Posted on June 16, 2017
For a change, I opted out of DM’ing my group’s upcoming campaign. Taking my place was one of my regulars, who suffered under my harsh rule for years. When he set up the new campaign, he asked me specifically to take on the role of party leader. I knew he had payback in mind. Fair enough, says I.
I selected a Human Ranger, Crukas, and deliberately avoided maximizing him. In fact, I put in only two oddities—rather than running a traditional party, Crukas would instead hire the other characters as employees in his monster hunting business, and I added a note under his personality stating that Crukas takes his business VERY seriously.
The rest of the party was fairly balanced: a Warlock with a taste for fire; a constantly hosed Tiefling Monk; a Life Domain Cleric who avoided all melee combat; and my personal assistant/spymaster, a Human Rogue with an imaginary friend.
The game proceeded normally for precisely one level's worth of encounters.
DM: The room is empty, save for the gnawed-upon bones of—
Me: I smash the skulls.
Me: And if any corpse looks even the slightest bit meaty, I tell the Warlock to torch it.
DM (Furiously crossing something off his paper): Fair enough, moving on. At first, he thinks he's just being too obvious with his clever ambushes. He starts making the traps more subtle... A tapestry hangs from a nearby wall, fluttering softly in an unseen breeze. To one side of the room stands a beaten statue holding aloft an orb, obviously of the house's master, but your gaze is drawn to the far door. From somewhere beyond it, you can hear the sound of children singing—
Me: Yeah, yeah, children singing, whatever. Torch the tapestry but don't touch the door behind it, and NOBODY touch the statue.
DM: Oh, don't worry about the statue, it's just a cheap bit of vanity. It's not even made out of stone. Instead, it’s made of wood.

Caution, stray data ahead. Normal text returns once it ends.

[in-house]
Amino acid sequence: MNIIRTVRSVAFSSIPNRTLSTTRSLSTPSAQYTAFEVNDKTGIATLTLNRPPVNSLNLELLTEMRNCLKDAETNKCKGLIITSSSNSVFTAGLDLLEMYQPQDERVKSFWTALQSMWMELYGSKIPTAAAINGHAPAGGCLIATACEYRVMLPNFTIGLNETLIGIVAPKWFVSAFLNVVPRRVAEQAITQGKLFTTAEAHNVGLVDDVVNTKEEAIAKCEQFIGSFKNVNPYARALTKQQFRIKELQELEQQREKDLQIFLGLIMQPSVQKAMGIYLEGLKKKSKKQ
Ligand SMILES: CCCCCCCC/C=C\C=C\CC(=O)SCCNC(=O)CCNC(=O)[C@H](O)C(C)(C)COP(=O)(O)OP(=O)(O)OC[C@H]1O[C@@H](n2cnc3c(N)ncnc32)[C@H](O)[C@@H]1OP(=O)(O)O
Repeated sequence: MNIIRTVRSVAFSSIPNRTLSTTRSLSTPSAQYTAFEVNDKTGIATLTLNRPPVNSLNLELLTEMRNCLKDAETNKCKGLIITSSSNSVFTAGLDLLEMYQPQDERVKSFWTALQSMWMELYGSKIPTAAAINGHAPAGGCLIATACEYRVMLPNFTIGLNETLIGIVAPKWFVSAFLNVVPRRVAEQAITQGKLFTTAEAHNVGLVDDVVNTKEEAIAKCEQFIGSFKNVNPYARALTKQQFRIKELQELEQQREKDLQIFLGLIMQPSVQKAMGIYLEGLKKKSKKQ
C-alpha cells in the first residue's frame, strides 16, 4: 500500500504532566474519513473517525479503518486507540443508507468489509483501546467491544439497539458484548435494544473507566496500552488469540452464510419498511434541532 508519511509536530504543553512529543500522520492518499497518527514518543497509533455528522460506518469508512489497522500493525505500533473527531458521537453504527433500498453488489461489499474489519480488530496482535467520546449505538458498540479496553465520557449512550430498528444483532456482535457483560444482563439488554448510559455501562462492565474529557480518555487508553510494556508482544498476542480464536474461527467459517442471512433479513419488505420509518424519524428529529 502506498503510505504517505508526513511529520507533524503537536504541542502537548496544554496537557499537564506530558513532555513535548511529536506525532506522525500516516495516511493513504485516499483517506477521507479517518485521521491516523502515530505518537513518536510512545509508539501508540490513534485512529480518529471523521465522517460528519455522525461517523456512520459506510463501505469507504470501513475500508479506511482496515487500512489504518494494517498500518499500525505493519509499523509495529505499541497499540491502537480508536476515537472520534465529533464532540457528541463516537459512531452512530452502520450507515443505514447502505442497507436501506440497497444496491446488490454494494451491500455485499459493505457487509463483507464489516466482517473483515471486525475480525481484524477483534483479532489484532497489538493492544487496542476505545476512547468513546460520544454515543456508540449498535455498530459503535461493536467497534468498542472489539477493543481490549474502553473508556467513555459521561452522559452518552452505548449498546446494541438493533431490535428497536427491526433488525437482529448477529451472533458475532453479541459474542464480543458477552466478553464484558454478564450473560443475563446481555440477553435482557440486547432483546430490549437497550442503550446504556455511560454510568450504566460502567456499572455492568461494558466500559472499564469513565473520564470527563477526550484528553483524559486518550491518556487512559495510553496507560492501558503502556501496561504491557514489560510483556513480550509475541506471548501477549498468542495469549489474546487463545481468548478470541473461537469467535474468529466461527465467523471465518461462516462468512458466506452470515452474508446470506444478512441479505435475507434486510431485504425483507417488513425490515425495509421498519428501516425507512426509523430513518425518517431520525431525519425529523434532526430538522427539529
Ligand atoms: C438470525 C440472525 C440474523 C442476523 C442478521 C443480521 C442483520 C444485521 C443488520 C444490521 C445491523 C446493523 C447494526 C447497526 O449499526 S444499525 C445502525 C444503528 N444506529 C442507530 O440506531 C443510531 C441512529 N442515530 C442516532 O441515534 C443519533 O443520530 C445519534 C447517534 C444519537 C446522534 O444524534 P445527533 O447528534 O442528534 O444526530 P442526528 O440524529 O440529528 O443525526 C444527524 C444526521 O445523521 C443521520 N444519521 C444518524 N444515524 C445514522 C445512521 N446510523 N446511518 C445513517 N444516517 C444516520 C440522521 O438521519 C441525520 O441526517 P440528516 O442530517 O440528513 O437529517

Me: Oh. Then burn the statue and get ready to back out of the room.
DM: (Grumbling, more paper crossing)
By the time we hit level four, he’d started noticing the pattern.
DM: WHAT DO YOU MEAN, YOU TORCH THE PLACE?!
Me: We're not looking for hostages, and anything valuable enough to worry about will survive the fire.
DM: But—okay, I can work with this.
Me: Everybody take up position. I want anything that doesn't look at least kind of human shot full of holes, then set on fire, if it runs out that door.
DM: (Cross cross cross)
Our last fight probably infuriated him the most. We were confronted by the Big Bad, who’d made his elaborate appearance and demonstrated his power by casually crushing the throat of the man we were sent to save.
DM (As Big Bad): Now you see how easily I could snuff out your—
Me: We're completely in your power, am I right? Nothing we do could possibly stop you?
DM (As Big Bad): Uh, yes.
Me: But you have plans for us, so we're not going to die just yet?
DM (As Big Bad): Ah, but eventually your deaths are assured—
Me: I cast Cure Wounds.
DM: On yourself? How much do you heal?
Me: On his victim, and I heal 9 points.
DM: But he had his throat crushed.
Me: Which makes him dying, not dead. Unless there's a reason it wouldn't work?
DM: (Rubbing forehead) Not that I can think of. Sure, why not.
Me (to the revived NPC): Considering YOUR chances of survival, I'd like to get paid NOW. (to the Big Bad) You don't mind, do you?
You see, when you're a serious Monster Hunter, all of your tactics, for any situation, revolve around one fundamental rule: always, ALWAYS, make sure you live long enough to get paid. Everything else, including the steam coming out of the DM's ears, follows.